When it's hot as hell, we all like to find cool water. From Utah's myriad lakes and reservoirs to our many creeks and rivers, people love to swim, boat, paddleboard and kayak.
There's one waterway many take for granted: the Jordan River, with its 45-mile parkway connecting Utah Lake to the Legacy Parkway. Yet, the earliest known people in the state—from Native tribes to Mormon pioneers—knew the river intimately as a source for irrigation.
The Jordan began as a cold-water fishery with 13 native species, including the Bonneville cutthroat trout. It later turned into a warm-water fishery with mostly the common carp swimming in its waters. It's the only outlet for the waters of Utah Lake.
Sadly, the river became a catchall for sewage and industrial waste, like that from the Geneva Steel smelter where the town of Vineyard in Utah County is now located.
In the 1960s, Utah Lake and the river were a stinking mess. Citizens cried out, and sewage treatment was undertaken with help from the feds' Clean Water Act and monies from the Superfund.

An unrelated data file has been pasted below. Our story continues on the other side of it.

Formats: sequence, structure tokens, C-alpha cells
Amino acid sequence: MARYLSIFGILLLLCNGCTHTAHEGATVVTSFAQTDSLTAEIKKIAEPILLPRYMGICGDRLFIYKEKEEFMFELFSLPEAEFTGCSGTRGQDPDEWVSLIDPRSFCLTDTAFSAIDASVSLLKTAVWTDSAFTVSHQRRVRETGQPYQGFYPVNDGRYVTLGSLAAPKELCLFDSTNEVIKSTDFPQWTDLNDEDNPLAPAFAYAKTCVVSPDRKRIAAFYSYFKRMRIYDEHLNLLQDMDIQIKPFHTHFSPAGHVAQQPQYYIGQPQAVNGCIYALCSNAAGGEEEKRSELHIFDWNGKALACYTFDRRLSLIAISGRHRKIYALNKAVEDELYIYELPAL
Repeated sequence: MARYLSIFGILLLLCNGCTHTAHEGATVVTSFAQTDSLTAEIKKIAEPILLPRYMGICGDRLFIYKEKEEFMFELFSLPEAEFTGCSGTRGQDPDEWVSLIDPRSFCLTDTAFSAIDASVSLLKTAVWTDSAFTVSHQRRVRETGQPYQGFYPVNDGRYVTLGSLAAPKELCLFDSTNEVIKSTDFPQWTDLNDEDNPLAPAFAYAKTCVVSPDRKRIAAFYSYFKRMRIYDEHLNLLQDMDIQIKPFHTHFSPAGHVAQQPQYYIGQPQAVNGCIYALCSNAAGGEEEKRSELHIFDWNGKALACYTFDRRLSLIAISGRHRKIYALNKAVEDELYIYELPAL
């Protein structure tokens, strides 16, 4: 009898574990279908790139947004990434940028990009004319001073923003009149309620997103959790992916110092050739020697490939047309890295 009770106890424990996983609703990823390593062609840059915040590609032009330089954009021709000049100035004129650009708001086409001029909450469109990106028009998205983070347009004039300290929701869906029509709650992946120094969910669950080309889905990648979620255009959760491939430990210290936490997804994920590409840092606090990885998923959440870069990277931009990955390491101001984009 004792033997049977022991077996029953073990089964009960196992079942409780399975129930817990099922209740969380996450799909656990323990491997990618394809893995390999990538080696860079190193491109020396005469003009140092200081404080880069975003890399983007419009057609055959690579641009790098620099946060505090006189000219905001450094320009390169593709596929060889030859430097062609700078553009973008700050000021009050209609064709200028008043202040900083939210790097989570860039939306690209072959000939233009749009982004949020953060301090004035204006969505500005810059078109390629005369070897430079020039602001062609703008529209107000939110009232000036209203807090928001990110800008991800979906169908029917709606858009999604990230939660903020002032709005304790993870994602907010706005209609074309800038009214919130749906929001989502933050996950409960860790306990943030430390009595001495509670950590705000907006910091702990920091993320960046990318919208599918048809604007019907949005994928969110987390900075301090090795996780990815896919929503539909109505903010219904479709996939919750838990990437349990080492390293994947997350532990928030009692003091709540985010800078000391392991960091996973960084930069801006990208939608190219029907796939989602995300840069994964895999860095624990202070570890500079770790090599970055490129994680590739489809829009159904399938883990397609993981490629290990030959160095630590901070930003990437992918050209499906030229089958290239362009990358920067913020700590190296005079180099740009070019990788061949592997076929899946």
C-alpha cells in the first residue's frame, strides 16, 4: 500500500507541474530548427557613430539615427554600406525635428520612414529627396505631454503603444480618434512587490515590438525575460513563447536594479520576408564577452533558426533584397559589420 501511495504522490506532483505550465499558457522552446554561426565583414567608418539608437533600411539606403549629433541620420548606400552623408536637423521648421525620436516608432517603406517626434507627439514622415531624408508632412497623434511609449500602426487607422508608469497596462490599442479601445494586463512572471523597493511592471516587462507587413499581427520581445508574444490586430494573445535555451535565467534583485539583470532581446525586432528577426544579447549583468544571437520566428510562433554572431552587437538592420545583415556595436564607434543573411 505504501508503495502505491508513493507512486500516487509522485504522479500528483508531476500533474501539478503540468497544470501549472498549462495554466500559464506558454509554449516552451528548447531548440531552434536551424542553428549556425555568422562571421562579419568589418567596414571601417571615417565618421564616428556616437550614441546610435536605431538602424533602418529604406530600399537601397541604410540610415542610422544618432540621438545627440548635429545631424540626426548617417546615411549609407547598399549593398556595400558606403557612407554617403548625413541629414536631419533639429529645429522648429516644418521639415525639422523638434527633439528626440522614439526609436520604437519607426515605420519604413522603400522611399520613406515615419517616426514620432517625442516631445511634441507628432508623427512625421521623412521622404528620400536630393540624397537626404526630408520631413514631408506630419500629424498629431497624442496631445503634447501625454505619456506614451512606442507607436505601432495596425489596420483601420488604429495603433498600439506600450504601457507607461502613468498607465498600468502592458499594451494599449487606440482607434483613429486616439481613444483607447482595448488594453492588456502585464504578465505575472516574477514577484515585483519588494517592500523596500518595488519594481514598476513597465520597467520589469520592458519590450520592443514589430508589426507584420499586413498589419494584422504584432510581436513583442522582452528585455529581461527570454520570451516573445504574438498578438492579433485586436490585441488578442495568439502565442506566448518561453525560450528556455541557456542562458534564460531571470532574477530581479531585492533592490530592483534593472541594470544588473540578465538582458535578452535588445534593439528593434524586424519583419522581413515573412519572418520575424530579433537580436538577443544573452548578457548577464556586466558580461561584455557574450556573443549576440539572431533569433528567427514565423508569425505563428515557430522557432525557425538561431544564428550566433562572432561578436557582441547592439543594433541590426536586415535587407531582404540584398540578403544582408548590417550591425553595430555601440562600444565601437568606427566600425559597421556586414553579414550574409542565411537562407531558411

Nowadays, with its boat ramps and riverside parks as well as a paved pathway stretching the length of the Salt Lake Valley, the Jordan River has become a destination for many.
The Jordan River Commission's website (jordanrivercommission.com) shows all the current boat ramps, helpful river paddling videos, hints for self-guided and group paddle trips and a sign-up for Utah Outdoors bicycle trips alongside the waterway as well as river paddle trips. The commission also plans to lead guided paddles weekly in September as part of the "Get to the River Festival."
The most recent boat-ramp opening took place in July 2023 at Pioneer Crossing Park in West Valley at 1272 W. 3300 South (just east of the Utah Cultural Celebration Center). Those suffering from the July heatwave can find relief paddling on the river where they enjoy cooler temps along the banks and under the trees and brush alongside it. Near the new ramp is a park with a small playground and places to sit. It will soon be expanded to an even larger park.
I have to laugh at those who look at the Jordan River as a "no-go" because the water looks polluted. The water in Utah Lake sits over a white/gray clay bed, which makes the river waters murky. Although no one is encouraged to swim in Jordan, you can rent kayaks through the commission to enjoy this wonderful waterway.